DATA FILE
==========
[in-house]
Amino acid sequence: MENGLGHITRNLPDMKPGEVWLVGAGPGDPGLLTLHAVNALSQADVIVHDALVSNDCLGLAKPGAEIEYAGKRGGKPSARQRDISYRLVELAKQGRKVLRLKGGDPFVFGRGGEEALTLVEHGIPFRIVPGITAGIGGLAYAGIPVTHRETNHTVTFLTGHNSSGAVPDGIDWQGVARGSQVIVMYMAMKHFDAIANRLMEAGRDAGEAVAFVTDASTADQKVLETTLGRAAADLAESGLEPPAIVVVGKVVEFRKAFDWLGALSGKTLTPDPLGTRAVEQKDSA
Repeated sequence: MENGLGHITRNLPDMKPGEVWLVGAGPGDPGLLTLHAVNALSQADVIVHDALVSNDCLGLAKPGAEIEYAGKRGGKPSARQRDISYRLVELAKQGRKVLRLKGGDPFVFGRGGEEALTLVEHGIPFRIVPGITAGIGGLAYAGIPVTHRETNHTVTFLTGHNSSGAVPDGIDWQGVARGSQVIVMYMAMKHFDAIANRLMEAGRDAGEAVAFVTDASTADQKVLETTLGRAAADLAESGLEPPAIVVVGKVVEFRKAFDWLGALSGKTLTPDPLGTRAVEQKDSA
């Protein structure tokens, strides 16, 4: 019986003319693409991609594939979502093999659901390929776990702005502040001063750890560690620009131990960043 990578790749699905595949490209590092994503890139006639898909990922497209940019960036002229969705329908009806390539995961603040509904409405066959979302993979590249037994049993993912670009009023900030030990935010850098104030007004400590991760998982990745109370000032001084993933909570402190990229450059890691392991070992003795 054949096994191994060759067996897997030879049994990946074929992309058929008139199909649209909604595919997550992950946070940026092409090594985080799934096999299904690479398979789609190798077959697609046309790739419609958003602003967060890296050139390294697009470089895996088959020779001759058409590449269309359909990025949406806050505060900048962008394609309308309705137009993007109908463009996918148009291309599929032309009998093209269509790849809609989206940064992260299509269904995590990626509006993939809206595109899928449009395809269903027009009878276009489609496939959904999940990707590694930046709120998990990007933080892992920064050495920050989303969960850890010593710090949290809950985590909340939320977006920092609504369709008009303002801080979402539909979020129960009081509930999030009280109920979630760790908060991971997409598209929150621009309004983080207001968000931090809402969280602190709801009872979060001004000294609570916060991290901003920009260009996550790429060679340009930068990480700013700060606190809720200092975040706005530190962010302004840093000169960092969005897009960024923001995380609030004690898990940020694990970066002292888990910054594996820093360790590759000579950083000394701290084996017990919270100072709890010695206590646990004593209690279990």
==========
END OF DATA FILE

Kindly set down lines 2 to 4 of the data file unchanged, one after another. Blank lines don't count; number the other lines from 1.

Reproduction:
Amino acid sequence: MENGLGHITRNLPDMKPGEVWLVGAGPGDPGLLTLHAVNALSQADVIVHDALVSNDCLGLAKPGAEIEYAGKRGGKPSARQRDISYRLVELAKQGRKVLRLKGGDPFVFGRGGEEALTLVEHGIPFRIVPGITAGIGGLAYAGIPVTHRETNHTVTFLTGHNSSGAVPDGIDWQGVARGSQVIVMYMAMKHFDAIANRLMEAGRDAGEAVAFVTDASTADQKVLETTLGRAAADLAESGLEPPAIVVVGKVVEFRKAFDWLGALSGKTLTPDPLGTRAVEQKDSA
Repeated sequence: MENGLGHITRNLPDMKPGEVWLVGAGPGDPGLLTLHAVNALSQADVIVHDALVSNDCLGLAKPGAEIEYAGKRGGKPSARQRDISYRLVELAKQGRKVLRLKGGDPFVFGRGGEEALTLVEHGIPFRIVPGITAGIGGLAYAGIPVTHRETNHTVTFLTGHNSSGAVPDGIDWQGVARGSQVIVMYMAMKHFDAIANRLMEAGRDAGEAVAFVTDASTADQKVLETTLGRAAADLAESGLEPPAIVVVGKVVEFRKAFDWLGALSGKTLTPDPLGTRAVEQKDSA
């Protein structure tokens, strides 16, 4: 019986003319693409991609594939979502093999659901390929776990702005502040001063750890560690620009131990960043 990578790749699905595949490209590092994503890139006639898909990922497209940019960036002229969705329908009806390539995961603040509904409405066959979302993979590249037994049993993912670009009023900030030990935010850098104030007004400590991760998982990745109370000032001084993933909570402190990229450059890691392991070992003795 054949096994191994060759067996897997030879049994990946074929992309058929008139199909649209909604595919997550992950946070940026092409090594985080799934096999299904690479398979789609190798077959697609046309790739419609958003602003967060890296050139390294697009470089895996088959020779001759058409590449269309359909990025949406806050505060900048962008394609309308309705137009993007109908463009996918148009291309599929032309009998093209269509790849809609989206940064992260299509269904995590990626509006993939809206595109899928449009395809269903027009009878276009489609496939959904999940990707590694930046709120998990990007933080892992920064050495920050989303969960850890010593710090949290809950985590909340939320977006920092609504369709008009303002801080979402539909979020129960009081509930999030009280109920979630760790908060991971997409598209929150621009309004983080207001968000931090809402969280602190709801009872979060001004000294609570916060991290901003920009260009996550790429060679340009930068990480700013700060606190809720200092975040706005530190962010302004840093000169960092969005897009960024923001995380609030004690898990940020694990970066002292888990910054594996820093360790590759000579950083000394701290084996017990919270100072709890010695206590646990004593209690279990």